Self-driving cars are all the rage these days, with everyone from Hyundai to General Motors getting in on the action. The technology represents big business, with Intel and Strategy Analytics reporting that the autonomous vehicles could add $7 trillion to the global economy by 2050.
Regardless of how tempting it might seem, the fastest and cheapest route is not always the right choice.
Think about the last time you bought a nice outfit. Snagging a suit off the discount rack at a department store will save you a few bucks today, but it’s not likely to impress anyone at your next job interview. You could also invest some extra money now to get a custom-made garment from a local tailor, ending up with an outfit that makes you look like a million bucks. Five years down the road, which suit do you think will still be in your wardrobe?
In other words, inexpensive fixes can come back to haunt you. A tailored option will be your new best friend, and a one-size-fits-all solution will not likely stand the test of time. Finding an ideal third-party logistics (3PL) partner requires the same sort of careful consideration and pragmatism as buying a treasured article of clothing.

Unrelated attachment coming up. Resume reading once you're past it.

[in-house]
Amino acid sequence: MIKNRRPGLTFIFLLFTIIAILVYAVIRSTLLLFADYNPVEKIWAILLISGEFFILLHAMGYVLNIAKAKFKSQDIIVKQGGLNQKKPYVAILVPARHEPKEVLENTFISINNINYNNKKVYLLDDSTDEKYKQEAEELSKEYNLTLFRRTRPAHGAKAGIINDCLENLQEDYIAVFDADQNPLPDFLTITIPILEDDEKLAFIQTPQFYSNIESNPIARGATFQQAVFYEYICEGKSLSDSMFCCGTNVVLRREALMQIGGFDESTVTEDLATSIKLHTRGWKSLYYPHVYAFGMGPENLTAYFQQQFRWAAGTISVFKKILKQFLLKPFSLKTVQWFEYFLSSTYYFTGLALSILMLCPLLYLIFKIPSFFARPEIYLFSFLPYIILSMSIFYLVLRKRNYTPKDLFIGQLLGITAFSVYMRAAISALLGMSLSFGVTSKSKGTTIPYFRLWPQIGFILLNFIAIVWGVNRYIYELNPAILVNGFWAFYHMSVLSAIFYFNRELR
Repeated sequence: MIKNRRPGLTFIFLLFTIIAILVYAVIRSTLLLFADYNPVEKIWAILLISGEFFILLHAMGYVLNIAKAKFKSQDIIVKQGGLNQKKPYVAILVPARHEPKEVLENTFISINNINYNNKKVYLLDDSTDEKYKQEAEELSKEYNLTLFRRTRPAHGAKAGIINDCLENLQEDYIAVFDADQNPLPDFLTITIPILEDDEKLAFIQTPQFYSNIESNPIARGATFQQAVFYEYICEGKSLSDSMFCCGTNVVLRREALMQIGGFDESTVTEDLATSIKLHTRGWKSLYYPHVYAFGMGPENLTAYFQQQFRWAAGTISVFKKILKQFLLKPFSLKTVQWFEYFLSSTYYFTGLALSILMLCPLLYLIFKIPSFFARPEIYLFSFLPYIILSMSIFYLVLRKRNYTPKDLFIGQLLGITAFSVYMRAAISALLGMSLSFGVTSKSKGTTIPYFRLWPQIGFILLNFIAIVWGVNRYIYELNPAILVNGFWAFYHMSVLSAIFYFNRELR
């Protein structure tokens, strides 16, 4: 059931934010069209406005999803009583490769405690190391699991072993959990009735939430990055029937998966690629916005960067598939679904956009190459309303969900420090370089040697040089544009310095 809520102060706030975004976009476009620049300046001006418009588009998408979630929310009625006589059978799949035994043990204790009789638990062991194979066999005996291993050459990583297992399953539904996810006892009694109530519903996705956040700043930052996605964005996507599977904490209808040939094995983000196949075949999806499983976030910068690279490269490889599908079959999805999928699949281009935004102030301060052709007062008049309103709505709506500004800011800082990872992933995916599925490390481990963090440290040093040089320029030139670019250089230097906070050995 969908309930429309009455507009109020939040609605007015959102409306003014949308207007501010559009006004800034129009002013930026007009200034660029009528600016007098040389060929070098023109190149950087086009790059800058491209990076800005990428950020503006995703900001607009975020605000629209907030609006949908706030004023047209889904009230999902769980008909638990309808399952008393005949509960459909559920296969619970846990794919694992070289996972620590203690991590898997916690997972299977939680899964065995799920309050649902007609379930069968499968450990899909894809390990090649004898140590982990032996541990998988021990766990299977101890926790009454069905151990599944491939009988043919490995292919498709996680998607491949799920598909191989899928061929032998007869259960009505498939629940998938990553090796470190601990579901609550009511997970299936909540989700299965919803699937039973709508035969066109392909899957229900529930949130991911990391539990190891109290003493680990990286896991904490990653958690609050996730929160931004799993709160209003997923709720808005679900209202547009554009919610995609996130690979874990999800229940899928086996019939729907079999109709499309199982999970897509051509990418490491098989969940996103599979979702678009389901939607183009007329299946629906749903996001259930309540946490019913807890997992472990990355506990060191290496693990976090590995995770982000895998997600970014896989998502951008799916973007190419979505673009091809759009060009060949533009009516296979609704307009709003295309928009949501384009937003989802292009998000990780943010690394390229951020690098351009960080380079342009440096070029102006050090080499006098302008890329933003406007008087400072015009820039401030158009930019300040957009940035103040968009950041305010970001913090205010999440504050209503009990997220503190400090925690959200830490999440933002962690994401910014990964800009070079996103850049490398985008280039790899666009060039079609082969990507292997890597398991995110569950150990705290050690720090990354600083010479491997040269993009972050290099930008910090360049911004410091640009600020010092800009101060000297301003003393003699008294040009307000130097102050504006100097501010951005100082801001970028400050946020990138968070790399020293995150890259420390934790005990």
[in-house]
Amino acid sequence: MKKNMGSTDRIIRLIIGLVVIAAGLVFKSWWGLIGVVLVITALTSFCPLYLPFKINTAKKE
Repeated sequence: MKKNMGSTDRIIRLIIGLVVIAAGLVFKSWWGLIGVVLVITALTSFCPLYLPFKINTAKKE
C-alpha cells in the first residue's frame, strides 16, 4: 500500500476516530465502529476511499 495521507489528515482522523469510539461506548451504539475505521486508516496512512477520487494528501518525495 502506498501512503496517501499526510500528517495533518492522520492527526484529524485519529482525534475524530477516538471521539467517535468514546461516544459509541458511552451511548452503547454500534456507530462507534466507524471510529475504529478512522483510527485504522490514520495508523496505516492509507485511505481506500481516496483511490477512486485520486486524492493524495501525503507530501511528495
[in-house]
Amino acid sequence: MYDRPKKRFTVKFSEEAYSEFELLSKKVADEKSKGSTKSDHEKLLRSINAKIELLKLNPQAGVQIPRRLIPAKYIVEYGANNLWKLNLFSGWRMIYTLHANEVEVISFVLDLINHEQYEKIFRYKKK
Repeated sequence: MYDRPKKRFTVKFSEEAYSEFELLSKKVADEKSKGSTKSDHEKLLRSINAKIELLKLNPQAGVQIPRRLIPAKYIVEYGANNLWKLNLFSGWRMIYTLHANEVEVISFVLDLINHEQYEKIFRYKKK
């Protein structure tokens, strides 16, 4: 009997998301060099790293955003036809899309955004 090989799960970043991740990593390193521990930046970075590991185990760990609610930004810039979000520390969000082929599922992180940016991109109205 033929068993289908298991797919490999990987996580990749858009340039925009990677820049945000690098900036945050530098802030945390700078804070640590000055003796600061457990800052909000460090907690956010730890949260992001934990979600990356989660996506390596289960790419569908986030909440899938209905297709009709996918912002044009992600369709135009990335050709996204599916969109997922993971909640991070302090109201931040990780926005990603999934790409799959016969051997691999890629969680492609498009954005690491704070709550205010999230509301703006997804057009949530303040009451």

Last year, I moved into a house that is more than 100 years old. While I hope to eventually turn it into my dream home, saying it's a fixer-upper would be a massive understatement.
The home needs a lot of work, so I spend most of my weekends covered in paint and sawdust, working on projects to upgrade and customize the home to my liking. I'm a fairly handy guy, and I face a difficult decision with each new project: Do I tackle it myself, or should I hire someone who can offer expertise on the job at hand?
Businesses face a similar decision when they're ready to implement a transportation management solution (TMS). Do they place the burden of implementing a TMS on their internal team? Or do they partner with a logistics service provider (LSP) that has years of industry knowledge and experience?